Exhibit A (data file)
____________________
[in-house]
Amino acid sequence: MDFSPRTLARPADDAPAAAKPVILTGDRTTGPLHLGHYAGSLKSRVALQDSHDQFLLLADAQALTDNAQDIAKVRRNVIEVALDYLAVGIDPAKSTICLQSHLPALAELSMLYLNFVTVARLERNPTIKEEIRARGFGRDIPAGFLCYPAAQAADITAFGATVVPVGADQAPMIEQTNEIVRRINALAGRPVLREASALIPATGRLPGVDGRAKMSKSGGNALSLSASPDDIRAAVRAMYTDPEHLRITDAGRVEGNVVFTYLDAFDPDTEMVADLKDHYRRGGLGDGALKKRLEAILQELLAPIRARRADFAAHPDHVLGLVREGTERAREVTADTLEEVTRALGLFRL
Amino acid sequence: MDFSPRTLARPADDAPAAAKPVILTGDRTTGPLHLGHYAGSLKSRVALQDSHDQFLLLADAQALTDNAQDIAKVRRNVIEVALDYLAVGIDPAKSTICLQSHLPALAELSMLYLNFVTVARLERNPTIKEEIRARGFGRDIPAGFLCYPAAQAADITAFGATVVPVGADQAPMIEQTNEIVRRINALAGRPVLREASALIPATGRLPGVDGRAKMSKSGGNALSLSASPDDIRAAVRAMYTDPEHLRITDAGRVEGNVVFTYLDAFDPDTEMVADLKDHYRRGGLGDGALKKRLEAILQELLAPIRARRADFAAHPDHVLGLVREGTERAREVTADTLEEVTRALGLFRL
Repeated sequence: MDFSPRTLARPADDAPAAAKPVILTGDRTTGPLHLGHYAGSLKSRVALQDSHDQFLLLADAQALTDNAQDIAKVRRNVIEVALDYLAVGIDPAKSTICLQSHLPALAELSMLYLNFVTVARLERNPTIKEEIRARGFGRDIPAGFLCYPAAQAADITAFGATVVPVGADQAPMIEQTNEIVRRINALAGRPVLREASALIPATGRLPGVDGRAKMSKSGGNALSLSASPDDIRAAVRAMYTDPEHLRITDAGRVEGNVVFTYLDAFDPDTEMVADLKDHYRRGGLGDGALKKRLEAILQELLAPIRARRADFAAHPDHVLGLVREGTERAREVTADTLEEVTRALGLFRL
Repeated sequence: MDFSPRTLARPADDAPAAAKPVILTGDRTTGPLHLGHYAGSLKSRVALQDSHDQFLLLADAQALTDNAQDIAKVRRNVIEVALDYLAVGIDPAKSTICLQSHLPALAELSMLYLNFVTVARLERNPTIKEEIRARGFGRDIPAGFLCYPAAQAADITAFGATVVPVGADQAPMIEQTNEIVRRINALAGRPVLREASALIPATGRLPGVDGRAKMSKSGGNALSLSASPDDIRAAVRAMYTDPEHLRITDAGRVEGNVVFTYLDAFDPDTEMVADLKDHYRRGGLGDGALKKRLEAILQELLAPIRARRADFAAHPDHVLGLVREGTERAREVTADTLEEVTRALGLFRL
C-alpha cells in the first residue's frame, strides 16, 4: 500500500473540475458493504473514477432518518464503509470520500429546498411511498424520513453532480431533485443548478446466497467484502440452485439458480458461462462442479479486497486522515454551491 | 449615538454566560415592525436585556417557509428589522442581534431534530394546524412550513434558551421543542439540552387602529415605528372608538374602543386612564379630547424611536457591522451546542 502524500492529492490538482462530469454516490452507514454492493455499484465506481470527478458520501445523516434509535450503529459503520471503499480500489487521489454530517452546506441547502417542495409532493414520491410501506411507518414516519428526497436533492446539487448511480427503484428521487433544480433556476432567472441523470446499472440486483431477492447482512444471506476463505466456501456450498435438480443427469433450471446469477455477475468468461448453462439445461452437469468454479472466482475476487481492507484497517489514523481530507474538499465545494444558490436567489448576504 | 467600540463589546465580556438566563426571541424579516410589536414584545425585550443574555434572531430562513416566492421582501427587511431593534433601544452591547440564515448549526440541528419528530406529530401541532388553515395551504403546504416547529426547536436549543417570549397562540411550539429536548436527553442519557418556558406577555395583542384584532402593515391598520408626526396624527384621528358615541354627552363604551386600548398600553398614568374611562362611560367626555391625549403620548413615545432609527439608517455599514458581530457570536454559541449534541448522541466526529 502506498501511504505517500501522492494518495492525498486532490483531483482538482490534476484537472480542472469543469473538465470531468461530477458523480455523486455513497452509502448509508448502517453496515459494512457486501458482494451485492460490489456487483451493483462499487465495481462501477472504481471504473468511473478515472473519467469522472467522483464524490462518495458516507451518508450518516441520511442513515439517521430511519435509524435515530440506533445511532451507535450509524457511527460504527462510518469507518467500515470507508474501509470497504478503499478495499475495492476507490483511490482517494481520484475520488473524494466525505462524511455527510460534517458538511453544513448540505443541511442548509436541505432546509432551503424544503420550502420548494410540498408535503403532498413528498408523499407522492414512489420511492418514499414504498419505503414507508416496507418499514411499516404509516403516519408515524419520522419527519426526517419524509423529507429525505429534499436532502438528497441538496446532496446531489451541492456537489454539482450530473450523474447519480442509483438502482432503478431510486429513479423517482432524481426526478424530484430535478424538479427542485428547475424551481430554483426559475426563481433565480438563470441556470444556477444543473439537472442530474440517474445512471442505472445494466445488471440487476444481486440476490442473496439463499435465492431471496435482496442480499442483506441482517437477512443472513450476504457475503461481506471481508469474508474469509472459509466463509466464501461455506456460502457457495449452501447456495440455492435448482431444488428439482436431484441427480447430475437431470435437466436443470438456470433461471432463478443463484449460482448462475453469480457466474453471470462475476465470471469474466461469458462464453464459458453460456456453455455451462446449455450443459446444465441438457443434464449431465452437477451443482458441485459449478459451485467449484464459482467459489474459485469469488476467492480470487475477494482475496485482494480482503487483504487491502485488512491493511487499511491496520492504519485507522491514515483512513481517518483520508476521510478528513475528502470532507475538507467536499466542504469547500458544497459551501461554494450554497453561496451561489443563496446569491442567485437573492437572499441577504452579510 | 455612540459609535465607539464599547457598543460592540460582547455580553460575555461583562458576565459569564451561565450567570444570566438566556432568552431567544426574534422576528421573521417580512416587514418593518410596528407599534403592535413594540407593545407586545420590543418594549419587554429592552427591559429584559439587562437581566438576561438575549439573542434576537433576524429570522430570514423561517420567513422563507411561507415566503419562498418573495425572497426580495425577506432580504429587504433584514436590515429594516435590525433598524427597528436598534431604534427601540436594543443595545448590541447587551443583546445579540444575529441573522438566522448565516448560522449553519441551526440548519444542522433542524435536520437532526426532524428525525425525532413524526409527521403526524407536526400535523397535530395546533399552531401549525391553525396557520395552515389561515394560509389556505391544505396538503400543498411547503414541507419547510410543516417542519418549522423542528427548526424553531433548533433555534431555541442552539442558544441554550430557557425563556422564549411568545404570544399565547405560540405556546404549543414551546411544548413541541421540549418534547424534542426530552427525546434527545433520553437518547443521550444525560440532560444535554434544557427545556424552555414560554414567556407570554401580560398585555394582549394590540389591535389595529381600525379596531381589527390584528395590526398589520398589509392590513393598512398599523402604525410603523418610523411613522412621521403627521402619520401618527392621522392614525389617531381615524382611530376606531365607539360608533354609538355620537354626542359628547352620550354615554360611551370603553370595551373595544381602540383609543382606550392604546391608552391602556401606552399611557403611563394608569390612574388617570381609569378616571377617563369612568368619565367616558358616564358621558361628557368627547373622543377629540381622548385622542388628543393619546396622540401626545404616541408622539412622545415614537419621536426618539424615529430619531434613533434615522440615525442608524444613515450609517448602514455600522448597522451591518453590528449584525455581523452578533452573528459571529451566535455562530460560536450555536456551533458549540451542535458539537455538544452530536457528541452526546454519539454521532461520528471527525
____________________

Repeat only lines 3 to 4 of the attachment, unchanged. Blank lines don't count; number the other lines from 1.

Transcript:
Amino acid sequence: MDFSPRTLARPADDAPAAAKPVILTGDRTTGPLHLGHYAGSLKSRVALQDSHDQFLLLADAQALTDNAQDIAKVRRNVIEVALDYLAVGIDPAKSTICLQSHLPALAELSMLYLNFVTVARLERNPTIKEEIRARGFGRDIPAGFLCYPAAQAADITAFGATVVPVGADQAPMIEQTNEIVRRINALAGRPVLREASALIPATGRLPGVDGRAKMSKSGGNALSLSASPDDIRAAVRAMYTDPEHLRITDAGRVEGNVVFTYLDAFDPDTEMVADLKDHYRRGGLGDGALKKRLEAILQELLAPIRARRADFAAHPDHVLGLVREGTERAREVTADTLEEVTRALGLFRL
Repeated sequence: MDFSPRTLARPADDAPAAAKPVILTGDRTTGPLHLGHYAGSLKSRVALQDSHDQFLLLADAQALTDNAQDIAKVRRNVIEVALDYLAVGIDPAKSTICLQSHLPALAELSMLYLNFVTVARLERNPTIKEEIRARGFGRDIPAGFLCYPAAQAADITAFGATVVPVGADQAPMIEQTNEIVRRINALAGRPVLREASALIPATGRLPGVDGRAKMSKSGGNALSLSASPDDIRAAVRAMYTDPEHLRITDAGRVEGNVVFTYLDAFDPDTEMVADLKDHYRRGGLGDGALKKRLEAILQELLAPIRARRADFAAHPDHVLGLVREGTERAREVTADTLEEVTRALGLFRL